Where Are They Now? Margaret Hornady David '78SM

March 29, 2016

Margaret Hornady David '78SM shares her experience as the first woman mayor of Grand Island, NE, and the first to chair the city's chamber of commerce.

I began working at the age of 14 packing boxes of bullets in a factory in Grand Island, Nebraska. The factory was owned by my father, Joyce Hornady, who founded the Hornady Manufacturing Company, which became the largest independent producer of bullets in the world. I grew up in that factory, and the lessons I learned there and at home influenced my approach to life, work, and problem solving. Throughout my career I’ve experienced the value of being direct with people, keeping a sense of humor, and standing my ground—even when quaking in my shoes.

After earning my MBA at Simmons, I worked at Polaroid as a production supervisor. I once butted heads with an engineer over how to solve a chronic production problem. I outlined my solution; he strongly resisted it; and I stood my ground. The manager finally told the engineer to “Do it her way.” When I left Polaroid, the same manager confessed he’d originally opposed making me production supervisor. But he said my job performance caused him to completely change his mind, reexamine his prejudices against women in manufacturing, and even alter the way he related to his wife. 

My father’s death in a plane crash in 1981 led me to return to Nebraska to help run the family business as vice president (my brother was president). The fact that I never encountered resistance based on my gender might have been due in part to my last name. But I believe my knowledge of the business, hands-on experience, forthrightness, and fairness earned employees’ respect.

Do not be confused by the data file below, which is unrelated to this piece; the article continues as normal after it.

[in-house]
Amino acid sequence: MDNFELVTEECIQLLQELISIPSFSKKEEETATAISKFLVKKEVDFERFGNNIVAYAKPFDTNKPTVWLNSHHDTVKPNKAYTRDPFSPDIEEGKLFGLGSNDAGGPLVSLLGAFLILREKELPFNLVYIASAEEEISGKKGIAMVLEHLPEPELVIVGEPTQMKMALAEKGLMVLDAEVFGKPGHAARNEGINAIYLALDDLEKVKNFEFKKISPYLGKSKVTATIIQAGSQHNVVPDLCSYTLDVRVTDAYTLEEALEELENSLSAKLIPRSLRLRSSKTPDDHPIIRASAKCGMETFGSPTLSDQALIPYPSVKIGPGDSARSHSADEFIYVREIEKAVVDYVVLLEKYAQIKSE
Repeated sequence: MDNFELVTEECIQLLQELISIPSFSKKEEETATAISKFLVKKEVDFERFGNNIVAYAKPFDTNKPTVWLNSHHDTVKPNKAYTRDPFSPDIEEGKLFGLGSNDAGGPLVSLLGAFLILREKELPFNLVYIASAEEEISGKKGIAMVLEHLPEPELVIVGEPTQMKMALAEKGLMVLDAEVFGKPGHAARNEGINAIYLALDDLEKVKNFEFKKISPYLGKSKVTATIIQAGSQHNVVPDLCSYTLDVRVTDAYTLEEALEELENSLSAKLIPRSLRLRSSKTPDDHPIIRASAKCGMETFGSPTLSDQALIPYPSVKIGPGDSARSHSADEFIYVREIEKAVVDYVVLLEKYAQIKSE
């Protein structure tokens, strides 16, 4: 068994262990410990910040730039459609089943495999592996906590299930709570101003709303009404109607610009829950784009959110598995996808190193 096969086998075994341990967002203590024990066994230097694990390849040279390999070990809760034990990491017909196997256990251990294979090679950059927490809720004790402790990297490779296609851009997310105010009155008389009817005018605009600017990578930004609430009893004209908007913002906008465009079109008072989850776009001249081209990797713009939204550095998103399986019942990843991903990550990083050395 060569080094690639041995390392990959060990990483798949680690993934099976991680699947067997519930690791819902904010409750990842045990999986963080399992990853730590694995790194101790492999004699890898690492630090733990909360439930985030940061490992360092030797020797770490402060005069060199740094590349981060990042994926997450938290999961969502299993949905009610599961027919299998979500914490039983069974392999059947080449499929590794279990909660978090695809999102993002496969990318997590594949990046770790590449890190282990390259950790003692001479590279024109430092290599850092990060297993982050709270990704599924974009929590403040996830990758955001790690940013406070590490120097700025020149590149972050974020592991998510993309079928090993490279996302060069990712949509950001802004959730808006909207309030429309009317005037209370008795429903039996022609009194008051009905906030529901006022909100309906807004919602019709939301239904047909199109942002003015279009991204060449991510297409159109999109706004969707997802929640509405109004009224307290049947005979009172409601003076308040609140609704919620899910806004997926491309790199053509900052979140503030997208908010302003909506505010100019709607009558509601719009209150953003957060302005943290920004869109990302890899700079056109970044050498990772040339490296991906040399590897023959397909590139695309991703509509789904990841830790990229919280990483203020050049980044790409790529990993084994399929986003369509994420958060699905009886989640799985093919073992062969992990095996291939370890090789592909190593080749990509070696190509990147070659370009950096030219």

I took the same approach to civic life, where I had plenty of opportunities to be direct, stand my ground, and inject humor into what might be called “teachable moments.” Once at a chamber of commerce committee meeting—where I was the first woman chair—a colleague who wanted to enlist my support kept referring to me as “honey” and “sweetie.” I finally said, “Well sure, just as soon as you stop calling me ‘honey’ —lamb chop!” It had the desired effect. He apologized after the meeting and acknowledged it was a problem he needed to address. We moved on. 

In 2007, I was elected the city’s first woman mayor. During my first week, Immigration and Customs Enforcement officers raided our city’s largest employer. This caused quite the media frenzy and some inaccurate reporting resulted from the ruckus. My directness in responding to the distortions caused further media frenzy and I learned: be very careful what you say to the press—’cuz if they can make it sound more radical they will. 

Despite this and many other challenges, I believe my most significant accomplishment as mayor was in bringing the State Fair to Grand Island. Where many questioned how a city of 48,000 could commit $8.5 million to move the Fair from its long tenure in Lincoln, I saw opportunity and the future. With a clear vision coupled with some tenacious negotiating skills and fiscal maneuvering, the Fair opened in 2010 receiving rave reviews and overwhelming volunteer support from the community. Grand Island has proudly hosted the Fair ever since.
Today, while retired from business and government, I continue to devote my time and skills to the kinds of civic and arts organizations that I believe enrich a community. I’m happy to have made my home in Grand Island and can’t imagine the day when I won’t want to work to keep it thriving.

Read the article in Fall 2015 issue of the SOM Management Magazine.